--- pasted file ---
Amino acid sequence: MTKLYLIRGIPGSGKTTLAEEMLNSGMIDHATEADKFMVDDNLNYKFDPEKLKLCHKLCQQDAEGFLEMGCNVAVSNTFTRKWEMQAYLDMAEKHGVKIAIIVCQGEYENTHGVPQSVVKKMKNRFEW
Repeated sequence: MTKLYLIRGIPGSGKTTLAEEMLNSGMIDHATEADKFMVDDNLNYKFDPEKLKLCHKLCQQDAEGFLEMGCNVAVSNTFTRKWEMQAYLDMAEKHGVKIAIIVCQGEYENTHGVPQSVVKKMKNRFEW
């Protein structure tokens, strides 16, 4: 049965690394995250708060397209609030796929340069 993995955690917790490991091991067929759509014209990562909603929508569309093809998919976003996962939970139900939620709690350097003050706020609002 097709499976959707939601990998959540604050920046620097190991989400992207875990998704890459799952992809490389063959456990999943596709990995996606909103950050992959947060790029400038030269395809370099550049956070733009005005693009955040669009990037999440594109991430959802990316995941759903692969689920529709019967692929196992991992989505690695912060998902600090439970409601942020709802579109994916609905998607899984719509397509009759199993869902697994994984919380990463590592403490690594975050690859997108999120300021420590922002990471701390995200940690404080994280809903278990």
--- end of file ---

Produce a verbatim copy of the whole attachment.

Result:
Amino acid sequence: MTKLYLIRGIPGSGKTTLAEEMLNSGMIDHATEADKFMVDDNLNYKFDPEKLKLCHKLCQQDAEGFLEMGCNVAVSNTFTRKWEMQAYLDMAEKHGVKIAIIVCQGEYENTHGVPQSVVKKMKNRFEW
Repeated sequence: MTKLYLIRGIPGSGKTTLAEEMLNSGMIDHATEADKFMVDDNLNYKFDPEKLKLCHKLCQQDAEGFLEMGCNVAVSNTFTRKWEMQAYLDMAEKHGVKIAIIVCQGEYENTHGVPQSVVKKMKNRFEW
């Protein structure tokens, strides 16, 4: 049965690394995250708060397209609030796929340069 993995955690917790490991091991067929759509014209990562909603929508569309093809998919976003996962939970139900939620709690350097003050706020609002 097709499976959707939601990998959540604050920046620097190991989400992207875990998704890459799952992809490389063959456990999943596709990995996606909103950050992959947060790029400038030269395809370099550049956070733009005005693009955040669009990037999440594109991430959802990316995941759903692969689920529709019967692929196992991992989505690695912060998902600090439970409601942020709802579109994916609905998607899984719509397509009759199993869902697994994984919380990463590592403490690594975050690859997108999120300021420590922002990471701390995200940690404080994280809903278990």